While I do enjoy shopping, I’m not too keen on spending too much money on clothes, if I can help it. Sure, I do, like everyone else, buy new clothes from time to time, but I tend to shop seasonal sales mostly and I also buy second-hand. If I can, I will also look for other second-hand items that we need before I buy brand new (you can read about that in my post Shop at Charity Stores in Johannesburg).
Clothes do get worn, and stained, and torn, and need to be replaced, regardless of whether they had been bought new or second-hand. At the end of the day, this is a recurring expense so you might as well keep it as low as possible. And sometimes, buying second-hand means that you end up with a real bargain – an almost brand new, hardly worn, branded item of clothing that costs a fraction of the price.
Not only does buying second-hand clothes save you money, but it also recycles, so to speak, clothes that have already been manufactured. Sadly, we live in a world where so much clothing does indeed end up in landfills. Buying and wearing second-hand clothes should help, at least a little bit, in alleviating that trend.
While I’m sure there are plenty of other, even informal, sales of second-hand clothing out there, today I am sharing with you a few links to shops and online groups which I have used to purchase second-hand clothes.
SAINTs stocks mostly clothes for adults, but also some for older children and even clothes for babies. All their items are always reasonably priced and their stock is constantly changing. There are plenty of plus-sized items for adults as well. You can also purchase via their Facebook pages:
There are plenty of items in stock, and their stock also changes frequently. It’s worth having a look. I have found some really nice items there for only R25 a piece. Check out their page for contact details and to arrange your shopping date!
They are based on Craighall, Johannesburg and they sell like new designer clothing, shoes and handbags – for that professional look on a budget!
They sell imported (from Italy), second-hand coats and jackets. There is a huge variety to choose from – not hundreds of items, but probably thousands of coats and jackets.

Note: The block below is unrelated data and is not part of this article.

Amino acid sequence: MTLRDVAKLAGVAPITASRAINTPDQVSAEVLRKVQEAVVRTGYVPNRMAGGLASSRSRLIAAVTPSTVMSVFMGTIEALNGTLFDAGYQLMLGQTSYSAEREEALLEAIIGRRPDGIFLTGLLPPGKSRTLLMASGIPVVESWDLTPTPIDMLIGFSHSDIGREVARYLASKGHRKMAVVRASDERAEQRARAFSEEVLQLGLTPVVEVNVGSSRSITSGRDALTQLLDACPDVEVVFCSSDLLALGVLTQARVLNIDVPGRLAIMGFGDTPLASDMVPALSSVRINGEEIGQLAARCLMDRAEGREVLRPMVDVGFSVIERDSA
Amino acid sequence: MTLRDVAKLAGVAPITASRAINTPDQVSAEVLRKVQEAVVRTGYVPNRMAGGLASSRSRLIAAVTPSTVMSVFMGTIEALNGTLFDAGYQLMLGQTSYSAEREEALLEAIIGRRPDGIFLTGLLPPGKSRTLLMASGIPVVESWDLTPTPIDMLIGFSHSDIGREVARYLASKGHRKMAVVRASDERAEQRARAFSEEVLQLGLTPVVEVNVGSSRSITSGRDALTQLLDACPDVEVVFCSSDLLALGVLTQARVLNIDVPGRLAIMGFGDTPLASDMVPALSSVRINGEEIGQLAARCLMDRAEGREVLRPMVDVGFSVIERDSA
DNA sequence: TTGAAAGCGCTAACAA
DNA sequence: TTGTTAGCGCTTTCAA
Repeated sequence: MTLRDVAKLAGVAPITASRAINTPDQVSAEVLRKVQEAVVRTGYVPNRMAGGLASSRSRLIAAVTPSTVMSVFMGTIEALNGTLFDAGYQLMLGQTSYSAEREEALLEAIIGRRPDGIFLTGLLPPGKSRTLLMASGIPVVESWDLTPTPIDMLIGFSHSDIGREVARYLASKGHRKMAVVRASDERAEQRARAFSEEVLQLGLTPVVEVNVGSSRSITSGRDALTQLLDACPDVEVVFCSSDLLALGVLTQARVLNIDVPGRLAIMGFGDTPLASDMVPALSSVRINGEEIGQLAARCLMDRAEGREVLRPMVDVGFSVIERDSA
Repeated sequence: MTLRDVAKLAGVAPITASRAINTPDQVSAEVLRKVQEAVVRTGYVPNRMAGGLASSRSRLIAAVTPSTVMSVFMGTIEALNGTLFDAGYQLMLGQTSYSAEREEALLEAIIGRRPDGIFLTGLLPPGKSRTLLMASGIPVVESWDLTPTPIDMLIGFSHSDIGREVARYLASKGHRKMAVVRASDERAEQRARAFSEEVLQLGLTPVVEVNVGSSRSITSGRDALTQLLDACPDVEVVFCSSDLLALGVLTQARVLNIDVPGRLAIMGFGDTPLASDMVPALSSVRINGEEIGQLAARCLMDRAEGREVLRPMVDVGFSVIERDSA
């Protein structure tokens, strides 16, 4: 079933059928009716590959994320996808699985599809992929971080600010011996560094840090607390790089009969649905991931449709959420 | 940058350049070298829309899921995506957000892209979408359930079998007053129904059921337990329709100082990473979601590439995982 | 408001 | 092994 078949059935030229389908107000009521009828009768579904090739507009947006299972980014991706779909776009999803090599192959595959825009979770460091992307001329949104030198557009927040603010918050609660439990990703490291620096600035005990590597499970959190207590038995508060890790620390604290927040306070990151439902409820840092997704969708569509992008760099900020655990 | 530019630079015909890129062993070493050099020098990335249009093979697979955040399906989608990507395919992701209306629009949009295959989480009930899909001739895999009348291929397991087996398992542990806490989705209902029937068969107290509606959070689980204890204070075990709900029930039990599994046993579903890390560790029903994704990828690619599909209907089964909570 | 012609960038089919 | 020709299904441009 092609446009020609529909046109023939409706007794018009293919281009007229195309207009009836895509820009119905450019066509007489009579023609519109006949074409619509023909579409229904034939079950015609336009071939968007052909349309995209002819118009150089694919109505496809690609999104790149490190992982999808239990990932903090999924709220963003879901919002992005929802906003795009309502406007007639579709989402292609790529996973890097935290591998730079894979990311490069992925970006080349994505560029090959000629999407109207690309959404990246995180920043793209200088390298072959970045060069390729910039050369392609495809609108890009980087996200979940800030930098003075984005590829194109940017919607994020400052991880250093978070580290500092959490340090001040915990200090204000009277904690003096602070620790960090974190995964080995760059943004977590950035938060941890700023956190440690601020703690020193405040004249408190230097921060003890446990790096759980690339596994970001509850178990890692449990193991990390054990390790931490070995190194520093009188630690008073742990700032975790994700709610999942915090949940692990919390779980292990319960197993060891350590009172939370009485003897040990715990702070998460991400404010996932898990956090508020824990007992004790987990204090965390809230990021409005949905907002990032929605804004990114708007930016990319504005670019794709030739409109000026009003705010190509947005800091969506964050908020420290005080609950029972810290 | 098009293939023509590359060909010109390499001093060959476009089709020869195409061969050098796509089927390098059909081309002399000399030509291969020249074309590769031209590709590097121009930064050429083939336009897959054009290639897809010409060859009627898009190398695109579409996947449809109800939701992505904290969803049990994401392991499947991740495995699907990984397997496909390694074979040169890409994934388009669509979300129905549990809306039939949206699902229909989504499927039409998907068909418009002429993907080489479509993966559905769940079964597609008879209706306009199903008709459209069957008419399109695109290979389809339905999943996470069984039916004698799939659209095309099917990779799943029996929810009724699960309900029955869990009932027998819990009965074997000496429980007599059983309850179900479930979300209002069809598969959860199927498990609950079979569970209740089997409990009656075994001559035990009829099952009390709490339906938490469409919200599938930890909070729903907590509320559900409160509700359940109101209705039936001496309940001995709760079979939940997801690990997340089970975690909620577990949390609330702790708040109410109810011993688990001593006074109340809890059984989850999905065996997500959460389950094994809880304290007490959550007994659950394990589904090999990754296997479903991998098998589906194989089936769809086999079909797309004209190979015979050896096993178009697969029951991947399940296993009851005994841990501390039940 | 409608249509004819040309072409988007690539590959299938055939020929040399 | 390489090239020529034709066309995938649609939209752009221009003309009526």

They stock second-hand household items as well as clothes, but they are reasonably priced overall. You never know what you’re going to find so have a look around to see what’s available.
This shop is packed full of clothes for both adults and kids, but sadly, not many plus-sized adult items. They are situated in Randburg. They also buy second-hand items from the public, if that’s what you’re looking for.
A second-hand shop for kids clothes only. They are situated in the Maboneng district, in Joburg. They stock lots and lots of good quality items.
Here are a few Facebook groups with loads and loads of posts daily with private, second-hand clothing sales. Some of these can be a bit more pricey for second-hand items though, but still cheaper than buying new.
Facebook Marketplace is great to search for second-hand clothing for sale in or around your area. This should certainly save you a bit on petrol costs if you decide to buy privately. I’ve seen lots of posts, and some quite reasonably priced too. If you are looking to sell some of your clothes, then this could be a good place to start.
And if you are looking to donate some of your clothes, consider a charity shop or an NGO. There are lots of people needing clothes and plenty of welfare organisations that run second-hand charity shops to raise money (a list of charity shops across South Africa can be found here). It’s always worth popping in at your nearest charity shop to see what’s available.
I’d also love to hear of any other shops or groups with second-hand clothes so if you know of any, please share with me in the comments below.
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